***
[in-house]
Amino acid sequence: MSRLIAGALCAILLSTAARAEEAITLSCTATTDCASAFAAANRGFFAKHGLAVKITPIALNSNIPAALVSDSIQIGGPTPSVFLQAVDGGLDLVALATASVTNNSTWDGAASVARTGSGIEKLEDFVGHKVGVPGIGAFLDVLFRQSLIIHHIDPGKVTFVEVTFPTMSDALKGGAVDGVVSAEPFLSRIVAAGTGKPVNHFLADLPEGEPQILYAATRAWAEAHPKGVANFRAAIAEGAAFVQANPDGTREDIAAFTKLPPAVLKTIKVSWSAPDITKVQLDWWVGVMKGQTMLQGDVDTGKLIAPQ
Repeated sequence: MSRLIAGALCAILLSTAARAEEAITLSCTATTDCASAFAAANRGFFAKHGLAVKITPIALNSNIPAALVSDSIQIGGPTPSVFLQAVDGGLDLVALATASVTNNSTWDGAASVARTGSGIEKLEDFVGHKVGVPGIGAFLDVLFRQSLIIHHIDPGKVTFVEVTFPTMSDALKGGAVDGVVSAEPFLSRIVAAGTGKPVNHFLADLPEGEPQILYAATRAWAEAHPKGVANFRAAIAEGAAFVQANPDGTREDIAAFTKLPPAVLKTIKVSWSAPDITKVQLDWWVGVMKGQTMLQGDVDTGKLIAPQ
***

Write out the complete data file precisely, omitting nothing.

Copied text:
[in-house]
Amino acid sequence: MSRLIAGALCAILLSTAARAEEAITLSCTATTDCASAFAAANRGFFAKHGLAVKITPIALNSNIPAALVSDSIQIGGPTPSVFLQAVDGGLDLVALATASVTNNSTWDGAASVARTGSGIEKLEDFVGHKVGVPGIGAFLDVLFRQSLIIHHIDPGKVTFVEVTFPTMSDALKGGAVDGVVSAEPFLSRIVAAGTGKPVNHFLADLPEGEPQILYAATRAWAEAHPKGVANFRAAIAEGAAFVQANPDGTREDIAAFTKLPPAVLKTIKVSWSAPDITKVQLDWWVGVMKGQTMLQGDVDTGKLIAPQ
Repeated sequence: MSRLIAGALCAILLSTAARAEEAITLSCTATTDCASAFAAANRGFFAKHGLAVKITPIALNSNIPAALVSDSIQIGGPTPSVFLQAVDGGLDLVALATASVTNNSTWDGAASVARTGSGIEKLEDFVGHKVGVPGIGAFLDVLFRQSLIIHHIDPGKVTFVEVTFPTMSDALKGGAVDGVVSAEPFLSRIVAAGTGKPVNHFLADLPEGEPQILYAATRAWAEAHPKGVANFRAAIAEGAAFVQANPDGTREDIAAFTKLPPAVLKTIKVSWSAPDITKVQLDWWVGVMKGQTMLQGDVDTGKLIAPQ